In Media Composer then, import refers to the process of reading from a source file and then either a) writing new 90MXF copy to the managed media file location-- for example, we will not be importing sequential TIFF files into a combined MXF clip--or b) copying the essence of a file to the managed media file location whilst rewrapping. So this might be, for example, importing QuickTime to MXF. Now the advantage of this is that once I am editing, I will have a seamless experience.

All the variables are minimized, I have the stability to accommodate a client- driven session, and processes like rendering or output will take a known amount of time. The disadvantage is that it's a frontloaded task where we have to spend time importing before editing can actually begin. Now, this is both similar and dissimilar to log and transfer in FCP. It's similar in the sense that when we import in Media Composer composer, we specify resolution for the new, or rewrapped, file, and when we log and transfer in FCP, we have the gear icon, which gives us access to the menu where we specify the resolution of the new version of the file that's created.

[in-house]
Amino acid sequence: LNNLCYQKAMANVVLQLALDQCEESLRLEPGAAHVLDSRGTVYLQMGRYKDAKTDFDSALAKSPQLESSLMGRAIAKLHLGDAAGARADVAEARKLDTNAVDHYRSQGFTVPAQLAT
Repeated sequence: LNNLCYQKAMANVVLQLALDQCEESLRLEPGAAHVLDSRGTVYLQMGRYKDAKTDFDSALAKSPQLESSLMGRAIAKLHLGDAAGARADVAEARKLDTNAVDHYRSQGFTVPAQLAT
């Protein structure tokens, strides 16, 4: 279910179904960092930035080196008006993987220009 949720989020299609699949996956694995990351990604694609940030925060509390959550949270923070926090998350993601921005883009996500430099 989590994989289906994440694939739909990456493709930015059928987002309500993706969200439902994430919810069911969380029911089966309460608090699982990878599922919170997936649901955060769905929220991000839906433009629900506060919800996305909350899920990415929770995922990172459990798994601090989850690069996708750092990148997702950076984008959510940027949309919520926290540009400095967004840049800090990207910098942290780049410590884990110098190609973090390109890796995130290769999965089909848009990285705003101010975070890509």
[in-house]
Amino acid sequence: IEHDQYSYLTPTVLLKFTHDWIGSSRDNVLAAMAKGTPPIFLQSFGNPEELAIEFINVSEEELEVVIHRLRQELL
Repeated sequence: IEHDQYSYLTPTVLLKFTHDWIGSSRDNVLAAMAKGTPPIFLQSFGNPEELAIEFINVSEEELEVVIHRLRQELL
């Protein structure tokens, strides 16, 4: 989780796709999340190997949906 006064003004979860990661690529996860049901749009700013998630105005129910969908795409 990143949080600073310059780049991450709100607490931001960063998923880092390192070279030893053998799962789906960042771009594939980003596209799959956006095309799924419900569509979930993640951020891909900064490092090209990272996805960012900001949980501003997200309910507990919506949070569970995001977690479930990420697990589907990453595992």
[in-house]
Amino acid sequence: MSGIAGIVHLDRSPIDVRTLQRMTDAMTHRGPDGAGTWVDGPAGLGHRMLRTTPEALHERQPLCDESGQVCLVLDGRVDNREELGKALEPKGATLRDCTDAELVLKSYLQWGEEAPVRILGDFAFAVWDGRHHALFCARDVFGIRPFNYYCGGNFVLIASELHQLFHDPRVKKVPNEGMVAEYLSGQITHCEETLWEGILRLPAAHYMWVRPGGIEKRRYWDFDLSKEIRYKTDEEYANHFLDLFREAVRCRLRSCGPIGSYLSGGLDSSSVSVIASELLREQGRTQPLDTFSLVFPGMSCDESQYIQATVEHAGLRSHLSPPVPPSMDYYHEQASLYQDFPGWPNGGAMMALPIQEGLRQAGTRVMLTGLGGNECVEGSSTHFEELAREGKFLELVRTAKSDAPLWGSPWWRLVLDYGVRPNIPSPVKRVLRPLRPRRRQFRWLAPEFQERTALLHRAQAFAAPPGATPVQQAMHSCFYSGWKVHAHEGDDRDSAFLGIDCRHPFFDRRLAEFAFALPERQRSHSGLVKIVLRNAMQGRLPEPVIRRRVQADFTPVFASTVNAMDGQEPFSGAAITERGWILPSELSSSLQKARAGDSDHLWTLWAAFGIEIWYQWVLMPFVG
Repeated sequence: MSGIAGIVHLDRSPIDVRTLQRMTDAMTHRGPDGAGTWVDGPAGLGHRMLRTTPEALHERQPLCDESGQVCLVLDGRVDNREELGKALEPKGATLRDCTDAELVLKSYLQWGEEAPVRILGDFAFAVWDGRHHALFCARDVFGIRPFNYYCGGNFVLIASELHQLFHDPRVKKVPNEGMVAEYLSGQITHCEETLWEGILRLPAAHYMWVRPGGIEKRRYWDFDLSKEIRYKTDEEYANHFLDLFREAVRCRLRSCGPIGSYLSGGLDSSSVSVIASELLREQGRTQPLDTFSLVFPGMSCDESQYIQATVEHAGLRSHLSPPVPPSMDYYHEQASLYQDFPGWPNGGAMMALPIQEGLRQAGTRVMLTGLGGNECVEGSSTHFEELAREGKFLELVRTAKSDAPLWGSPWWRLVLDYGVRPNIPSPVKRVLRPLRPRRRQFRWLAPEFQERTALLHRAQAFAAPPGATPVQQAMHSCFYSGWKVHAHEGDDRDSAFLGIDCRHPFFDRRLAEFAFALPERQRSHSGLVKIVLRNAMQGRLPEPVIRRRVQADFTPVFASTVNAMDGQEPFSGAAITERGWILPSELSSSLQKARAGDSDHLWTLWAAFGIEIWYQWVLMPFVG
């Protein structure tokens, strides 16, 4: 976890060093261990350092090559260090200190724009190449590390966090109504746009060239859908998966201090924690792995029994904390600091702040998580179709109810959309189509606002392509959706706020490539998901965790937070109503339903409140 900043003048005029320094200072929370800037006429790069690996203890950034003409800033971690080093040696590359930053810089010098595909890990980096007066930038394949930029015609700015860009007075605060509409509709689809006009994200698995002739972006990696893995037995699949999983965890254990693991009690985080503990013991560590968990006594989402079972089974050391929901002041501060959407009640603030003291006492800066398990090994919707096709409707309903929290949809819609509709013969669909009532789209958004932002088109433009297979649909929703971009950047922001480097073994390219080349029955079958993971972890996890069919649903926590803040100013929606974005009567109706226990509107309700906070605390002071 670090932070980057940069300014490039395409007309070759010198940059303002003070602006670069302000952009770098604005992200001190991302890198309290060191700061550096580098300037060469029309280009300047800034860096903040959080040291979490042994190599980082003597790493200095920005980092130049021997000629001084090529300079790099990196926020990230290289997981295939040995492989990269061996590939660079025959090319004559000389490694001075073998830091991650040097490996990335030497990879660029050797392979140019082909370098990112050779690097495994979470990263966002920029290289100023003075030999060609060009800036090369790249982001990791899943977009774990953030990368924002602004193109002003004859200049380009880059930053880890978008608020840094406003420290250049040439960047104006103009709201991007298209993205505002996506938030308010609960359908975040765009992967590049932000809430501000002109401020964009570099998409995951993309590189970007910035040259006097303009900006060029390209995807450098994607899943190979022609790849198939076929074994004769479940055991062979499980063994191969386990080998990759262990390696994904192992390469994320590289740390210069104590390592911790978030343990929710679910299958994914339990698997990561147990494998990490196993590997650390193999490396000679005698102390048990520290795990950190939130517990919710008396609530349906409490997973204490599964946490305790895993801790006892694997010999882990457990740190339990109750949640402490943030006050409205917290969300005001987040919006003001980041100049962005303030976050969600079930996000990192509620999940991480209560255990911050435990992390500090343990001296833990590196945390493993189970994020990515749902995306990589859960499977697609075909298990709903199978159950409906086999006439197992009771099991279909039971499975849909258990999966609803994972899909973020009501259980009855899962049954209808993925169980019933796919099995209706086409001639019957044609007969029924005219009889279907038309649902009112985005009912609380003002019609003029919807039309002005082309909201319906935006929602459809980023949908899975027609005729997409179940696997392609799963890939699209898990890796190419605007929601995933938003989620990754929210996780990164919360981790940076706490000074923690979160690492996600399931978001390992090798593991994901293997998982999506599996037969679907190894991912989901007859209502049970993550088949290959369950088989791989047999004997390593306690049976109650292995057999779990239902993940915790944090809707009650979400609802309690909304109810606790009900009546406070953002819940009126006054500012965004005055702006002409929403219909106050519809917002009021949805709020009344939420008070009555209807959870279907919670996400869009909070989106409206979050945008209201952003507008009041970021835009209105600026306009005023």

An import in Media Composer is also similar to log and transfer in FCP in that the process take some time depending on multiple factors, such as the density of the original codec in use, the frame size, the computing power, the speed of the drive, et cetera. On the other hand import in Media Composer is dissimilar to log and transfer in that there is no preview of the file inside of Media Composer, meaning there is way to mark in and out on your footage, and thus the entire file will need to be imported before any decisions can be made.